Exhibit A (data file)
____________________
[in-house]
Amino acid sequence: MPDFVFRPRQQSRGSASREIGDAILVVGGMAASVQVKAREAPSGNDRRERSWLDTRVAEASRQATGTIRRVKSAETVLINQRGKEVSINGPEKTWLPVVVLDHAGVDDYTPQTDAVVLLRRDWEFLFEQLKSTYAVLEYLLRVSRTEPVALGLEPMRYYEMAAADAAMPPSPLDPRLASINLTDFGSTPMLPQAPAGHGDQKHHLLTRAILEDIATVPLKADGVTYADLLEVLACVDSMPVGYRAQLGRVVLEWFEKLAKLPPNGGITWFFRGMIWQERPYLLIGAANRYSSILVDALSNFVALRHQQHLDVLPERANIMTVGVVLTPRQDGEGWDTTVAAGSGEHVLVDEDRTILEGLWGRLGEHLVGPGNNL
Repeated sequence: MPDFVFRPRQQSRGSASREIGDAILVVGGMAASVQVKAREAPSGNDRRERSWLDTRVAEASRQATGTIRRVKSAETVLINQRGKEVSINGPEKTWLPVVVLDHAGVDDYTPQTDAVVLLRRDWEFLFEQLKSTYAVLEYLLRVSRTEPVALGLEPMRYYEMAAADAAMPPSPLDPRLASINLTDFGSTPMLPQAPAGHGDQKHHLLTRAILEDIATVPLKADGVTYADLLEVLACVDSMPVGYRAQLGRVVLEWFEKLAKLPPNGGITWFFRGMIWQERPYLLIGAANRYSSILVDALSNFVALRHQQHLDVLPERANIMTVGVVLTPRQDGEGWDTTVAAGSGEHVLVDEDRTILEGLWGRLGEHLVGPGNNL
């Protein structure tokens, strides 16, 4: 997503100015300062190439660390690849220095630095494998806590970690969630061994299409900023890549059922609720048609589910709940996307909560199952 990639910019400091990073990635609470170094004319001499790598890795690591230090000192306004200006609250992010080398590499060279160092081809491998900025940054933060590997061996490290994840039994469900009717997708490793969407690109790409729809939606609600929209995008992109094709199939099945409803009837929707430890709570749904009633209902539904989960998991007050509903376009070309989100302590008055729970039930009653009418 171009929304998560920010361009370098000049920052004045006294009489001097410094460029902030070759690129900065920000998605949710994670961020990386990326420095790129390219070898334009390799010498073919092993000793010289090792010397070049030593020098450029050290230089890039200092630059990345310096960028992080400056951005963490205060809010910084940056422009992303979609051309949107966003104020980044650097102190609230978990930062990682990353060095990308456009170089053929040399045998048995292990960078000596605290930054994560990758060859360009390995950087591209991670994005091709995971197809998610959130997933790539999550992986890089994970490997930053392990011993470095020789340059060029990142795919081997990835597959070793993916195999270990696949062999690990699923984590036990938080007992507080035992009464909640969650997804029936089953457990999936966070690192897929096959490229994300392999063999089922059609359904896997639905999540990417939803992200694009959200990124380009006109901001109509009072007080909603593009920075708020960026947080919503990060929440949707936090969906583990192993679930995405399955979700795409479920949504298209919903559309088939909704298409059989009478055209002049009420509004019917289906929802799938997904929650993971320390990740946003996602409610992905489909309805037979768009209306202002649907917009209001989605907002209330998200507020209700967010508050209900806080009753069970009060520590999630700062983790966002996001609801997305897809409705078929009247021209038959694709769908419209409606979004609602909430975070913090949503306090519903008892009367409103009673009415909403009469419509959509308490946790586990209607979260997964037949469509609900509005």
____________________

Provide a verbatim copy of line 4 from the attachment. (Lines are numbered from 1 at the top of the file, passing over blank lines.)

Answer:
């Protein structure tokens, strides 16, 4: 997503100015300062190439660390690849220095630095494998806590970690969630061994299409900023890549059922609720048609589910709940996307909560199952 990639910019400091990073990635609470170094004319001499790598890795690591230090000192306004200006609250992010080398590499060279160092081809491998900025940054933060590997061996490290994840039994469900009717997708490793969407690109790409729809939606609600929209995008992109094709199939099945409803009837929707430890709570749904009633209902539904989960998991007050509903376009070309989100302590008055729970039930009653009418 171009929304998560920010361009370098000049920052004045006294009489001097410094460029902030070759690129900065920000998605949710994670961020990386990326420095790129390219070898334009390799010498073919092993000793010289090792010397070049030593020098450029050290230089890039200092630059990345310096960028992080400056951005963490205060809010910084940056422009992303979609051309949107966003104020980044650097102190609230978990930062990682990353060095990308456009170089053929040399045998048995292990960078000596605290930054994560990758060859360009390995950087591209991670994005091709995971197809998610959130997933790539999550992986890089994970490997930053392990011993470095020789340059060029990142795919081997990835597959070793993916195999270990696949062999690990699923984590036990938080007992507080035992009464909640969650997804029936089953457990999936966070690192897929096959490229994300392999063999089922059609359904896997639905999540990417939803992200694009959200990124380009006109901001109509009072007080909603593009920075708020960026947080919503990060929440949707936090969906583990192993679930995405399955979700795409479920949504298209919903559309088939909704298409059989009478055209002049009420509004019917289906929802799938997904929650993971320390990740946003996602409610992905489909309805037979768009209306202002649907917009209001989605907002209330998200507020209700967010508050209900806080009753069970009060520590999630700062983790966002996001609801997305897809409705078929009247021209038959694709769908419209409606979004609602909430975070913090949503306090519903008892009367409103009673009415909403009469419509959509308490946790586990209607979260997964037949469509609900509005």